If that all sounds complicated, it probably is. But then basketball players need all the help they can get. “Basketball is one of the most demanding activities anywhere for the human foot,” says Nike’s Tom McLaughlan. “Think of all the lateral movements and quick cuts a basketball player makes while running. This shoe will definitely help support the foot and lessen the chances of blisters that are so common for these players.”
Less Drag in the Water
For swimming, Speedo introduced its Fastskin line in time for the 2000 Sydney Olympics. It uses tiny triangular projections that point backward so water spirals off the swimmer’s body. It must work, because 83% of the medals and 13 of the 15 world records in Sydney were set by Speedo swimmers. Now, in time for the London Olympics, the company is introducing the Fastskin3 — a complete system that integrates the suit, cap and goggles.
Miniscule reductions in body drag are critical for a world-class swimmer, but Speedo spokeswoman Audra Silverman, says for the recreational swimmer, it’s not all about speed. “Increased comfort is what most people are going to notice about our products — either in the Fastskin or the Elite line, which is geared more for the casual swimmer.”
A Sport for Every Player
There are hundreds of sports in the Olympics — and hundreds of sports you can try to get yourself off that couch. Want a family sport? How about table tennis? Perfect for a basement, and you don’t need as much room as the Olympians who sometimes seem like they’re in the next room when they play. Don’t have a partner? Try the Joola Ipong Topspin Table Tennis Robot to give you practice time.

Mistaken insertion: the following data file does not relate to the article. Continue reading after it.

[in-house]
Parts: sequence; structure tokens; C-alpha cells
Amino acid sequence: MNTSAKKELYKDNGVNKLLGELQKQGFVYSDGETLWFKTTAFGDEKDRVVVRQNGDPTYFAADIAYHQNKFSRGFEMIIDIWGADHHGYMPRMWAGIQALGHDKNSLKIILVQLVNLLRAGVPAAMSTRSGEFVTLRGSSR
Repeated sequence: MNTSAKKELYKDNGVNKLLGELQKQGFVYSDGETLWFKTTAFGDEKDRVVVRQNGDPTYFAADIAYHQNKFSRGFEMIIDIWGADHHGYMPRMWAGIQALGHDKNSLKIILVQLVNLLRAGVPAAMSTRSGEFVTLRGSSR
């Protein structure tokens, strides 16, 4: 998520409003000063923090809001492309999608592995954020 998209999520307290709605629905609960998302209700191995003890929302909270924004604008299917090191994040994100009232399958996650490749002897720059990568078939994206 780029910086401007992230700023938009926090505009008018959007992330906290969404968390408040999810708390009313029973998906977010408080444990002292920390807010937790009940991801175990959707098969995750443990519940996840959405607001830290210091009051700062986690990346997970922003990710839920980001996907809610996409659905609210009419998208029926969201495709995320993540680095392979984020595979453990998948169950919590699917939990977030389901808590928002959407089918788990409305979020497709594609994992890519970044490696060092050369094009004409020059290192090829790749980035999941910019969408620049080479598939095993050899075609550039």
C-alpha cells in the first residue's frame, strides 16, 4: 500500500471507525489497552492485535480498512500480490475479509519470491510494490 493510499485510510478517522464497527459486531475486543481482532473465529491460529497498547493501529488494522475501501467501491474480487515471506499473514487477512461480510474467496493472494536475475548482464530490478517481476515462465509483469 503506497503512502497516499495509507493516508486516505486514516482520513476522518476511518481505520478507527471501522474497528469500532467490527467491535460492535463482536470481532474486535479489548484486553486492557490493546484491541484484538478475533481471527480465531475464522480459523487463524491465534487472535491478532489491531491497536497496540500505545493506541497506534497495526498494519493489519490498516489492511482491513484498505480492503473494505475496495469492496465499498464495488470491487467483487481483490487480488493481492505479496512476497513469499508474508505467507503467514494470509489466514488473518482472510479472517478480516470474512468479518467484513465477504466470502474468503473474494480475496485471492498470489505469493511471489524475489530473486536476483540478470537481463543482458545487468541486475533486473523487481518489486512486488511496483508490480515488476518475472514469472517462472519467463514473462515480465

Of course, there’s regular tennis, too, and a beginner’s racquet is surprisingly affordable — ditto for a can of balls.
Football (not soccer, but football, as the rest of the world calls it), is also an Olympic sport, and while the Olympics may not have the cachet of the quadrennial World Cup, it will still get plenty of attention world-wide. It’s another sport that won’t cost you a lot — $15 for an entry level ball, though you can pay up to $70 for ‘thermal-bonded seamless surface(s)’ and ‘valve counterweights to improve flight characteristics.’
Want to try something a bit more exotic? How about boxing? No, you don’t have to slug it out with a family member or your neighbor (unless you want to), because there is a lot of boxing paraphernalia to keep you in shape without getting your head bashed in. Boxing gloves, a heavy bag and punch mitts can all give you an excellent workout in the comfort of your basement.
The Olympics will once again attract the largest television audiences of the year. But it seems a waste to just sit on the couch and watch. Even if you’ll never win a medal, Get in the Game!